… and the foreseeable future

One of the things the CPA is well known for is its data, considered one of the most accurate barometers for the state of the industry. Montgomery admits that current forecasts - the most recent released on the morning of the interview - do not bode well. CPA economists forecast a 2.9% drop in construction output for this year followed by a flat 2013, before growing 3.4% in 2014. The latest report reiterated that infrastructure is the main growth area, with rail construction set to expand by 56% over the next four years.

“Obviously everything points to the fact that, between this year and next year, everything will remain tough before moving into a slow build,” says Montgomery. “I think we have all been pleased to hear David Cameron acknowledge there is a need to invest in infrastructure. But where that money comes from is the billion-dollar question.”
Nuclear is another sector presenting as many questions as answers, particularly since energy companies E.ON and RWE Npower pulled out of the new-build programme.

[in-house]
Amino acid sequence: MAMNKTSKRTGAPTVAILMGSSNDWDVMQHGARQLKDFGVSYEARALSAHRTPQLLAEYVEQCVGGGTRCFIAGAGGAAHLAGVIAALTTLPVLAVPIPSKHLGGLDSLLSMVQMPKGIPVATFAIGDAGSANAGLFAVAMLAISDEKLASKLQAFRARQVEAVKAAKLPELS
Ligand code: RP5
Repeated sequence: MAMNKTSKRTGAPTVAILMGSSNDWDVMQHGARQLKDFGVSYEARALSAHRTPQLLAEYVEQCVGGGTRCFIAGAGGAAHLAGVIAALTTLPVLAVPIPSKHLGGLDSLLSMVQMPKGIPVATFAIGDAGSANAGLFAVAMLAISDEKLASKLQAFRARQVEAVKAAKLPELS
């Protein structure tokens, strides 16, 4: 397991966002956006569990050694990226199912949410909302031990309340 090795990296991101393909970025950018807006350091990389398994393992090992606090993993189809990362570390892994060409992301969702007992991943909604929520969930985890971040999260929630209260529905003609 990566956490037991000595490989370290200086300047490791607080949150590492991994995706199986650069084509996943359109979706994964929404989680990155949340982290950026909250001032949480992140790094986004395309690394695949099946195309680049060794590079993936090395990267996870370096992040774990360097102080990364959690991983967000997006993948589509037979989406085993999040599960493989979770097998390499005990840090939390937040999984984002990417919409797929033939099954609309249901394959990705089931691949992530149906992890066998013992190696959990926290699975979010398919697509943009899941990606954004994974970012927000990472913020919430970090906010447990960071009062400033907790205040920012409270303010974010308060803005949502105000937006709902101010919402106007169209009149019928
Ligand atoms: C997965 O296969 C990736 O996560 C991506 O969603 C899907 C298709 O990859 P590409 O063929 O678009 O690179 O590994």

“The big question is whether government will be able to sort out the funding to make sure this work goes ahead. And there is so little happening in the two-year immediate plan.

“But each nuclear power station is going to be the equivalent of building another Olympics - so what an opportunity for the sector. We need power, for goodness sake, so there is not an option not to deliver on this.”

So the outlook remains grim, but with the prospect of brighter later. “We have a lot riding on plans due for 2016, 2018 and beyond. But we need to get there first and there isn’t much happening in the immediate future. It is a really interesting time to be joining the industry and it feels like the only way is up.” Here’s hoping.

Waiting for your call

“What I am going to be asking member companies for more and more are examples, case studies. We can only talk to government about what you’re doing if we know what you’re doing. We can only be as good at promoting you as you are at giving that information in and in any sector it’s hard because companies have their day jobs and are busy.

“And they probably don’t always realise the value of their stories and experience. To be able to sit in front of a minister with some real-life examples really helps hammer our points home.”